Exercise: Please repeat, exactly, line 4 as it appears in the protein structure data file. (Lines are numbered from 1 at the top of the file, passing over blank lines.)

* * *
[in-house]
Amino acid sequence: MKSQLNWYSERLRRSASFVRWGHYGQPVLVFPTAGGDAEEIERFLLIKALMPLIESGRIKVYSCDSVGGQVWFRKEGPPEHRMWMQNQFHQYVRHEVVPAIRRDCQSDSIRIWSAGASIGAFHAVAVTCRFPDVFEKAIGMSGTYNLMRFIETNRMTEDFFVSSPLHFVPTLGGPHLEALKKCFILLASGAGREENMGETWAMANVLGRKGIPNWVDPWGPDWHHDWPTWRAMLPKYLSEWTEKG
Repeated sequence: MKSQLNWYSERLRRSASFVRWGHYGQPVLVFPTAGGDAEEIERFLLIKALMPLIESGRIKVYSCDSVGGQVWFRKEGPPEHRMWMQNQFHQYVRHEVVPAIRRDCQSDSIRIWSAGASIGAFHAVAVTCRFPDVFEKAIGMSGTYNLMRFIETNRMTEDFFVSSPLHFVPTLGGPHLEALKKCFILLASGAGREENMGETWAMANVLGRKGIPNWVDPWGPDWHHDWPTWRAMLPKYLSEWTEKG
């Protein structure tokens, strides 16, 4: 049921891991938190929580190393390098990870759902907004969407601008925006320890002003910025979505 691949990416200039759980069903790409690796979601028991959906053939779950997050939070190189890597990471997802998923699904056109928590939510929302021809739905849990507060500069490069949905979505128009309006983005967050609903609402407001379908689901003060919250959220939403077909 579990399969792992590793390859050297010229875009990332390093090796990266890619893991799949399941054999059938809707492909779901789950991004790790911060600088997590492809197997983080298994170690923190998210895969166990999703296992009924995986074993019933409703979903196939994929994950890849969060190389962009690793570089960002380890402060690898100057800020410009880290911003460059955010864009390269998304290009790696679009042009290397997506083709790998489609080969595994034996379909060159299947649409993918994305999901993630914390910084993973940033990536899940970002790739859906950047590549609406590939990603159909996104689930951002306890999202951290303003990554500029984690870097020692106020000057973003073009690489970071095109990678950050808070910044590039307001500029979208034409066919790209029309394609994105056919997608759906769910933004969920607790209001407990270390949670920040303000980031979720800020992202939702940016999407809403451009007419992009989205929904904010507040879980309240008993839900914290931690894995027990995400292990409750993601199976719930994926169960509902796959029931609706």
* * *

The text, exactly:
């Protein structure tokens, strides 16, 4: 049921891991938190929580190393390098990870759902907004969407601008925006320890002003910025979505 691949990416200039759980069903790409690796979601028991959906053939779950997050939070190189890597990471997802998923699904056109928590939510929302021809739905849990507060500069490069949905979505128009309006983005967050609903609402407001379908689901003060919250959220939403077909 579990399969792992590793390859050297010229875009990332390093090796990266890619893991799949399941054999059938809707492909779901789950991004790790911060600088997590492809197997983080298994170690923190998210895969166990999703296992009924995986074993019933409703979903196939994929994950890849969060190389962009690793570089960002380890402060690898100057800020410009880290911003460059955010864009390269998304290009790696679009042009290397997506083709790998489609080969595994034996379909060159299947649409993918994305999901993630914390910084993973940033990536899940970002790739859906950047590549609406590939990603159909996104689930951002306890999202951290303003990554500029984690870097020692106020000057973003073009690489970071095109990678950050808070910044590039307001500029979208034409066919790209029309394609994105056919997608759906769910933004969920607790209001407990270390949670920040303000980031979720800020992202939702940016999407809403451009007419992009989205929904904010507040879980309240008993839900914290931690894995027990995400292990409750993601199976719930994926169960509902796959029931609706």